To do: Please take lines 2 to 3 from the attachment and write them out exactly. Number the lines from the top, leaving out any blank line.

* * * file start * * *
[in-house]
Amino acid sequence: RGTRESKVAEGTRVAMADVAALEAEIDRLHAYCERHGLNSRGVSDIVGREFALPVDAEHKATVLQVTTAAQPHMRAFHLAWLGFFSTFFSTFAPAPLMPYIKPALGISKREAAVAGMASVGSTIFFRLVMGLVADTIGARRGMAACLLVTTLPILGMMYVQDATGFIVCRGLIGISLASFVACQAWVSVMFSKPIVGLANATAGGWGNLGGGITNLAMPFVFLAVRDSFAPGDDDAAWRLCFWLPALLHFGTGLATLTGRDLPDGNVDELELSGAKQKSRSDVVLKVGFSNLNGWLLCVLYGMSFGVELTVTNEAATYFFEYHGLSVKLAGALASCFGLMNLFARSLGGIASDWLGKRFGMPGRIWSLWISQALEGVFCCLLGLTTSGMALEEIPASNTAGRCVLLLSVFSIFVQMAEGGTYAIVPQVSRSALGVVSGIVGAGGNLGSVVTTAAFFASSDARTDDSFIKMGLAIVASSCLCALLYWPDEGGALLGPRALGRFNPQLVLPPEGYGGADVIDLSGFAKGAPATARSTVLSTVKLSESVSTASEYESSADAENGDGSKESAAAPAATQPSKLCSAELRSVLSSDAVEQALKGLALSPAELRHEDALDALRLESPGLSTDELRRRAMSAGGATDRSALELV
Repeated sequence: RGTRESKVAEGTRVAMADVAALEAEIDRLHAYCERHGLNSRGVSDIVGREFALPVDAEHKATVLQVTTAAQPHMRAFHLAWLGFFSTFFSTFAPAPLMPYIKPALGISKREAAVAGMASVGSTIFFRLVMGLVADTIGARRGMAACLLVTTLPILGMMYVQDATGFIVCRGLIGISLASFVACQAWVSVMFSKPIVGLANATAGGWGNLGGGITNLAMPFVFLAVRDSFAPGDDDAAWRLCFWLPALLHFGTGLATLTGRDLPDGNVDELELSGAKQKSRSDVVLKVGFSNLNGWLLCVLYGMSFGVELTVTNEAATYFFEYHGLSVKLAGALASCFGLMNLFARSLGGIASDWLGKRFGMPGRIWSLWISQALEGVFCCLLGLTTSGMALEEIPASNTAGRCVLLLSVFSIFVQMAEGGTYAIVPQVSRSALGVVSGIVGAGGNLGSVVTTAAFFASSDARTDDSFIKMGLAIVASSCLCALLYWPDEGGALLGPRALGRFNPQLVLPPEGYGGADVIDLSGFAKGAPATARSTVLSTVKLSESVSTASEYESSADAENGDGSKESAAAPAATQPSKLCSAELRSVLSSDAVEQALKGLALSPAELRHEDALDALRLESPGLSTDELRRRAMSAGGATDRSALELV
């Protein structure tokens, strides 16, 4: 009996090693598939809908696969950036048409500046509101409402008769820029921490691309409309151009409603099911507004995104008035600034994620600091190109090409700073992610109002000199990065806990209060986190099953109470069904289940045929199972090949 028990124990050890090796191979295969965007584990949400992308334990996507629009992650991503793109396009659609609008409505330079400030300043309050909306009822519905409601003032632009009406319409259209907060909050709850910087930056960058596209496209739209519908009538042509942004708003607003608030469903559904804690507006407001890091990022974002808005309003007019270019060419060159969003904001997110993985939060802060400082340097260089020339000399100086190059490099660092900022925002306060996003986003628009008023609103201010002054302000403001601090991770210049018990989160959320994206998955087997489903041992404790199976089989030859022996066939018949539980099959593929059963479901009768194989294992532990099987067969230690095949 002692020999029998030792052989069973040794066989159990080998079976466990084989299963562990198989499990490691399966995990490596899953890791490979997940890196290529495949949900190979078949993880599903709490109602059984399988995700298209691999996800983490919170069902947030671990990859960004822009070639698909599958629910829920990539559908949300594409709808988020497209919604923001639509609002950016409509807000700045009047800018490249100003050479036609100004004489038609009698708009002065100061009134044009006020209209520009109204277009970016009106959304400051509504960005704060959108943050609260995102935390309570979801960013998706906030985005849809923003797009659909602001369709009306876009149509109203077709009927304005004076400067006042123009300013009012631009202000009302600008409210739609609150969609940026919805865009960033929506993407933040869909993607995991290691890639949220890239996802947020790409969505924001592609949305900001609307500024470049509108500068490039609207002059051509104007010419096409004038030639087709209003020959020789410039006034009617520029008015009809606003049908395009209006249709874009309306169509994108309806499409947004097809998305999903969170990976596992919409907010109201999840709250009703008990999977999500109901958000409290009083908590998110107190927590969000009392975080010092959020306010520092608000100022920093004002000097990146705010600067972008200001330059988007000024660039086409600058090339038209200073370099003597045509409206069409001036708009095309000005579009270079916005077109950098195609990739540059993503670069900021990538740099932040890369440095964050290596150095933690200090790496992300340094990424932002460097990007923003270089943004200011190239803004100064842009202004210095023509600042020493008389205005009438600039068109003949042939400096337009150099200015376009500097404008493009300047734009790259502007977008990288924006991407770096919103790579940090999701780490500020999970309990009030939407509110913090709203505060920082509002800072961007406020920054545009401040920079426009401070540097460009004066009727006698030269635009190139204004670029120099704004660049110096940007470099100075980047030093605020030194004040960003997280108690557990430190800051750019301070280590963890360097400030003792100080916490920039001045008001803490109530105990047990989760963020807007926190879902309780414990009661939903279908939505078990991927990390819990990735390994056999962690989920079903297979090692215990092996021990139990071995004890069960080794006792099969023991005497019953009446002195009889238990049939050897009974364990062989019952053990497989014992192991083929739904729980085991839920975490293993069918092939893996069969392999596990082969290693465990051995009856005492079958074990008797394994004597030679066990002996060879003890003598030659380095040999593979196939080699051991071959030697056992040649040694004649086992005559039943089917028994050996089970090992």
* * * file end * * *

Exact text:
Amino acid sequence: RGTRESKVAEGTRVAMADVAALEAEIDRLHAYCERHGLNSRGVSDIVGREFALPVDAEHKATVLQVTTAAQPHMRAFHLAWLGFFSTFFSTFAPAPLMPYIKPALGISKREAAVAGMASVGSTIFFRLVMGLVADTIGARRGMAACLLVTTLPILGMMYVQDATGFIVCRGLIGISLASFVACQAWVSVMFSKPIVGLANATAGGWGNLGGGITNLAMPFVFLAVRDSFAPGDDDAAWRLCFWLPALLHFGTGLATLTGRDLPDGNVDELELSGAKQKSRSDVVLKVGFSNLNGWLLCVLYGMSFGVELTVTNEAATYFFEYHGLSVKLAGALASCFGLMNLFARSLGGIASDWLGKRFGMPGRIWSLWISQALEGVFCCLLGLTTSGMALEEIPASNTAGRCVLLLSVFSIFVQMAEGGTYAIVPQVSRSALGVVSGIVGAGGNLGSVVTTAAFFASSDARTDDSFIKMGLAIVASSCLCALLYWPDEGGALLGPRALGRFNPQLVLPPEGYGGADVIDLSGFAKGAPATARSTVLSTVKLSESVSTASEYESSADAENGDGSKESAAAPAATQPSKLCSAELRSVLSSDAVEQALKGLALSPAELRHEDALDALRLESPGLSTDELRRRAMSAGGATDRSALELV
Repeated sequence: RGTRESKVAEGTRVAMADVAALEAEIDRLHAYCERHGLNSRGVSDIVGREFALPVDAEHKATVLQVTTAAQPHMRAFHLAWLGFFSTFFSTFAPAPLMPYIKPALGISKREAAVAGMASVGSTIFFRLVMGLVADTIGARRGMAACLLVTTLPILGMMYVQDATGFIVCRGLIGISLASFVACQAWVSVMFSKPIVGLANATAGGWGNLGGGITNLAMPFVFLAVRDSFAPGDDDAAWRLCFWLPALLHFGTGLATLTGRDLPDGNVDELELSGAKQKSRSDVVLKVGFSNLNGWLLCVLYGMSFGVELTVTNEAATYFFEYHGLSVKLAGALASCFGLMNLFARSLGGIASDWLGKRFGMPGRIWSLWISQALEGVFCCLLGLTTSGMALEEIPASNTAGRCVLLLSVFSIFVQMAEGGTYAIVPQVSRSALGVVSGIVGAGGNLGSVVTTAAFFASSDARTDDSFIKMGLAIVASSCLCALLYWPDEGGALLGPRALGRFNPQLVLPPEGYGGADVIDLSGFAKGAPATARSTVLSTVKLSESVSTASEYESSADAENGDGSKESAAAPAATQPSKLCSAELRSVLSSDAVEQALKGLALSPAELRHEDALDALRLESPGLSTDELRRRAMSAGGATDRSALELV